Read full article By Zoe Adjonyoh @ Today Photo Credit: Matt Russel
Who’s on the fonio? Me, calling for a break from quinoa.
Fonio has been lauded by many as a “climate crisis-ready crop,” a superfood replacement for quinoa and a promising way to support smallholder farmers in West Africa, where it’s been farmed for thousands of years. Also known as iburura and acha, the ancient grain native to West Africa and often considered the continent’s oldest cultivated cereal, has long been enjoyed in the mountainous regions of Burkina Faso, Guinea, Senegal, Mali and Nigeria. In regions aggravated by climate change with nutrient-deficient soils or drought conditions where little can grow, fonio flourishes and helps preserve biodiversity, offering hope in the face of the changing climate.
With the earthy and nutty taste of couscous and the creamy yet crunchy consistency of quinoa, fonio can be used just like other grains, sprinkled into salads, added to stews or soups, made into porridge or, when ground into flour, turned into baked goods. Naturally gluten-free, fonio is a great option for those with Celiac disease or a gluten intolerance.
Despite being rich in nutrients and cultural heritage, fonio has been often undervalued, something that folks like chef Pierre Thiam, born and raised in Dakar, Senegal, and creator of Yolélé Foods, have endeavored to change. And they’ve succeeded, as fonio’s new status as a priority crop in West Africa has helped it find its way to grocery shelves around the world. Hoping to cast a spotlight on the reliable, drought-resistant grain, many others, including Adda Blooms, have aimed to usher fonio into global markets, focusing on health trends (see: fonio pilaf, fonio flour and more) and areas with high rates of food insecurity.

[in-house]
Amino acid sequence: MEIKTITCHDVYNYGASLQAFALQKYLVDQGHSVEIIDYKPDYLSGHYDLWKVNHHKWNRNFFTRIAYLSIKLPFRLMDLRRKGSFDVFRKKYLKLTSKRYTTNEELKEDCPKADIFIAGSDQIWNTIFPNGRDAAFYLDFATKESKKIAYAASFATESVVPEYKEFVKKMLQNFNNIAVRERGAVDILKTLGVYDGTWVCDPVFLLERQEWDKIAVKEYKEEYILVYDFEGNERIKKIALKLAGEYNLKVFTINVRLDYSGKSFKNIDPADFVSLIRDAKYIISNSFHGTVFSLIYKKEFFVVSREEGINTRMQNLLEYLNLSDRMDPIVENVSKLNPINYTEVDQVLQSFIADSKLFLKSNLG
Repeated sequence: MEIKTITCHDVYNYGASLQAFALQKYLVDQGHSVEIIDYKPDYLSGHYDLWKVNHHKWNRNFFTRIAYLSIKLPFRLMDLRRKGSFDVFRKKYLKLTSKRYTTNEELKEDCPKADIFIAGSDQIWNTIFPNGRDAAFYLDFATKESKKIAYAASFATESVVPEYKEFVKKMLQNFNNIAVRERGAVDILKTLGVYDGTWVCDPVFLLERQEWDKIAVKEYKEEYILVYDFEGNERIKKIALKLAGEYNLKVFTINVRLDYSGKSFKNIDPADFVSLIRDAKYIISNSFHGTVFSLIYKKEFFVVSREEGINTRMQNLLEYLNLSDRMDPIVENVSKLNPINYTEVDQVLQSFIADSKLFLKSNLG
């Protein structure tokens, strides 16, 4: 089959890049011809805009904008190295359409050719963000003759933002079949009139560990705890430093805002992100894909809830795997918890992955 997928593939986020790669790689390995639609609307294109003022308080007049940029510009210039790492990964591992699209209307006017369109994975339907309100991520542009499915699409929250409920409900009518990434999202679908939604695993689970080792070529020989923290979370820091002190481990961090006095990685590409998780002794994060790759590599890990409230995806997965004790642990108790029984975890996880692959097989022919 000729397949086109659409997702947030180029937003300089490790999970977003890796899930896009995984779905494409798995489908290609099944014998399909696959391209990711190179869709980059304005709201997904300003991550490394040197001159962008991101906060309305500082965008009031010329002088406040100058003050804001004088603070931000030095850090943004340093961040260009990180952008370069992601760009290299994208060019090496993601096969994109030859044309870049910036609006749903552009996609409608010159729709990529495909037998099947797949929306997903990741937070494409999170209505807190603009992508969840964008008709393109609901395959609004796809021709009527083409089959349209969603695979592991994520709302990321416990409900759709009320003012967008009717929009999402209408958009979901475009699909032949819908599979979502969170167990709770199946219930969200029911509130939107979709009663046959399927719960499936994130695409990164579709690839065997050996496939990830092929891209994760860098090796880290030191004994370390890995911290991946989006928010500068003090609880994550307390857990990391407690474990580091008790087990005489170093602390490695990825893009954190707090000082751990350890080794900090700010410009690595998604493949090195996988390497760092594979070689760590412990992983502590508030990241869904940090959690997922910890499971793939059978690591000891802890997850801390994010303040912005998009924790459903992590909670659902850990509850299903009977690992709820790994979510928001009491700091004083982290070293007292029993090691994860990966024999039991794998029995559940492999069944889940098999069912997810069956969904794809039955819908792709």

What is fonio?
A member of the millet family, fonio fits into two main categories: Digitaria ibura (known as black fonio, which grows in Nigeria, Togo and Benin) and Digitaria exilis (known as white fonio, which grows in Senegal, Chad and central Nigeria). While delicious, fonio has proven difficult to process, which is part of the reason it has thus far been kept from often-exploitative models of mass production. It is harvested by hand with a sickle to be threshed and separated from its stalk, after which many employ a mortar and pestle to sand or winnow the edible husk, then a multi-step washing and distilling process with water.
The reliable crop grows exceedingly well in poor, sandy soils and places beleaguered by land degradation (and only worsened by the climate crisis). The plant’s extensive root system pulls water from deep underground, protecting the crop from topsoil erosion and unexpected weather. It grows well in stretches of land from Sudan to Senegal, bordered by the Sahara Desert to the north and lush forests to the south, known as the Sahel region, whose hot, dry climate and sandy soils fail to support most other crops.
As a result, fonio supplies an important source of income for many smallholder farmers, who currently grow some 700,000 tons of it. Because of its high nutrient content and quick maturity (only 6 to 8 weeks), it’s sometimes referred to as “hungry rice,” utilized by farm families as a quick fix in the “hungry season” before the harvest of other staple grains, or distributed to battle malnutrition and food insecurity. As climate change continues to ravage regions like the Sahel, fonio will likely only continue to become more crucial its local, natural ecosystems.